There is nothing New about Paul McCartney's latest album and this is not a bad thing.
Since the Beatles broke up in 1970, it seems every new release from Paul was held up to the Beatle standard. John and George faced the same scrutiny, Ringo to a far less extent. Part of what made the Beatles so great was that they were clearly more than the sum of their parts. So how could any of them individually meet that standard? Following the break up, each of the Beatles had to find their own voice.
For Paul, finding that voice would take a couple of iterations. 1970's “McCartney", recorded on a four-track machine with Paul playing all the instruments and Linda providing occasional harmony, had a warm homegrown feel. Paul would return to the practice of playing all the instruments again and again throughout his career. And, while the follow-up “Ram" extended that relaxed feel - this time with an excellent group of studio musicians - there was a lot of talk at the time about McCartney’s nearly maniacal control in dictating note-for-note exactly what was to be played. Control was an issue for Paul, but so was the need for him to have someone to bounce ideas off of as had been the relationship with John and the other Beatles.
At this stage he was determined to form a new band. Wings went through a number of line-ups, with the most consistent members being Linda and former Moody Blue, Denny Laine. Getting Wings off the ground was a challenge, but a challenge that Paul appeared to relish. Playing live shows on college campuses throughout England, recording their first album “Wildlife" in just two weeks, following it up with "Red Rose Speedway" and a hit single with “My Love". McCartney was getting some traction, even if he wasn’t getting good reviews. With "Band on the Run" McCartney defined the Wings sound. A frothy pure pop confection with songs that often included unexpected rhythm changes and, what seemed like never-ending melodies that were undeniably catchy.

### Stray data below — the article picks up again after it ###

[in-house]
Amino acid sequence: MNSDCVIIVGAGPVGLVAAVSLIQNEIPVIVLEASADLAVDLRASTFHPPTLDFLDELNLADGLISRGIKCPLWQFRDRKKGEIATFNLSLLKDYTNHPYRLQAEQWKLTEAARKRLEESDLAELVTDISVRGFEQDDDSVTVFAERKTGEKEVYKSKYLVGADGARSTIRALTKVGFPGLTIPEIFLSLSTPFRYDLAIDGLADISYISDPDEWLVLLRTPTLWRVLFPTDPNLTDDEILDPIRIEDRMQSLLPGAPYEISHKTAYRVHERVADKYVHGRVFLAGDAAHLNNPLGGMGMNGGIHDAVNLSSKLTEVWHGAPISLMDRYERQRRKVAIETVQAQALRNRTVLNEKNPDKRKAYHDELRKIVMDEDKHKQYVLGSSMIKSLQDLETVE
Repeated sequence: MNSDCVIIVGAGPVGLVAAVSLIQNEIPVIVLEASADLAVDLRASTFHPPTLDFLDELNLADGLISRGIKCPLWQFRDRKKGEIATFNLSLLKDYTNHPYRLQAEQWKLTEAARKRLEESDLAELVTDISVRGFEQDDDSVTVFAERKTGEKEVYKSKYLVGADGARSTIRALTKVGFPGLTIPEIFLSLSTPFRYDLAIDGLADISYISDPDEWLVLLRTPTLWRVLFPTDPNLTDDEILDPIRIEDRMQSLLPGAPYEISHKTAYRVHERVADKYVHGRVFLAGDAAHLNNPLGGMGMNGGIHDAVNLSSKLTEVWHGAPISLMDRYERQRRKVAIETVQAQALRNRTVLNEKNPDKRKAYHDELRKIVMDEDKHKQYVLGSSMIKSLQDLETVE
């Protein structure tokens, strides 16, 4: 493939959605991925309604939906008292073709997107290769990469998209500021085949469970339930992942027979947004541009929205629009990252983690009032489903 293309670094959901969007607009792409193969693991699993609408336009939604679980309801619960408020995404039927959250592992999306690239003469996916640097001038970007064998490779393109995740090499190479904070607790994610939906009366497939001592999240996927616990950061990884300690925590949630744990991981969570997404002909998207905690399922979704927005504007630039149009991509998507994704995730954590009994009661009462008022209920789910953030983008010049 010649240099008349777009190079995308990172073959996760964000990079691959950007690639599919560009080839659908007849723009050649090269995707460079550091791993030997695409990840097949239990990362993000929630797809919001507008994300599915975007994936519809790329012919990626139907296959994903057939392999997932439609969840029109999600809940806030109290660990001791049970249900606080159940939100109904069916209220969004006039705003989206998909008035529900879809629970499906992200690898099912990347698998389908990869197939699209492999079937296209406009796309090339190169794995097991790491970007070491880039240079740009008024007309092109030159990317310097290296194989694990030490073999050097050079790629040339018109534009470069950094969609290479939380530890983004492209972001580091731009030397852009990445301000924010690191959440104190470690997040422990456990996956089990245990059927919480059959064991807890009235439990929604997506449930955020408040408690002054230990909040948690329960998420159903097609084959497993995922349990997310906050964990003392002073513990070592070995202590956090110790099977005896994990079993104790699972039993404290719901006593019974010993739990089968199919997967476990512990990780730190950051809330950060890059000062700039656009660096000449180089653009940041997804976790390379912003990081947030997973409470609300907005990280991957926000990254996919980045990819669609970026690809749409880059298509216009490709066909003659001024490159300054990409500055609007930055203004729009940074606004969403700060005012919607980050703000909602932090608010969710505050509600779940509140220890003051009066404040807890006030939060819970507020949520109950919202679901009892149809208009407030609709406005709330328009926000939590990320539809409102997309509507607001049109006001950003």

If McCartney with Wings had flaws it was that the songs, like the melodies, often appeared to come too easily - this was evident throughout the 70's with successive Wings releases. The music generally overshadowed the lyrics. But, Paul appeared to be taking it all in stride, creating number one hits and even taunting critics with the bass-driven Philly Soul of “Silly Love Songs”. Wings was not the Beatles; how could they have been? This was family man Paul and his band playing concerts out of the back of a truck and having fun doing it. Paul continued this approach and attitude even after Wings became so big that he was, once again, playing stadiums.
In 1980, when "Double Fantasy" came out; Beatle fans were happy to see John making music again, and maybe equally excited to see how Paul might respond to the return of his old partner. Competition would surely follow. "Tug of War", the album that followed John's untimely death, produced by George Martin, was seen as a return to form. "Pipes of Peace", "Give My Regards to Broad Street" were not. Neither was 1986’s Press to Play which saw McCartney teaming with Eric Stewart of 10CC and producer Hugh Padgham (XTC, Peter Gabriel, The Police, Phil Collins) for an updated sound. It was 1989's "Flowers in the Dirt" that saw Paul truly regain his footing and move forward.
As is the case with “New", 1989's "Flowers in the Dirt" saw Paul using multiple producers, Trevor Horn (Yes, The Buggles, ABC), Mitchell Froom (Suzanne Vega, Crowded House, The Bangles, Sheryl Crow) and George Martin. The album featured songs cowritten with Elvis Costello - another artists who has made collaboration a central part of his career. The album was a strong offering, an eclectic mix of styles that held together from beginning to end. Albums that followed garnered mixed reviews. 1997's "Flaming Pie" saw more collaboration, this time with Steve Miller and a mixed production roster that again included George Martin, along with Traveling WIlbury and former ELO frontman Jeff Lynne. The result was once again a very strong album with some of his most beautiful post-Beatle ballads.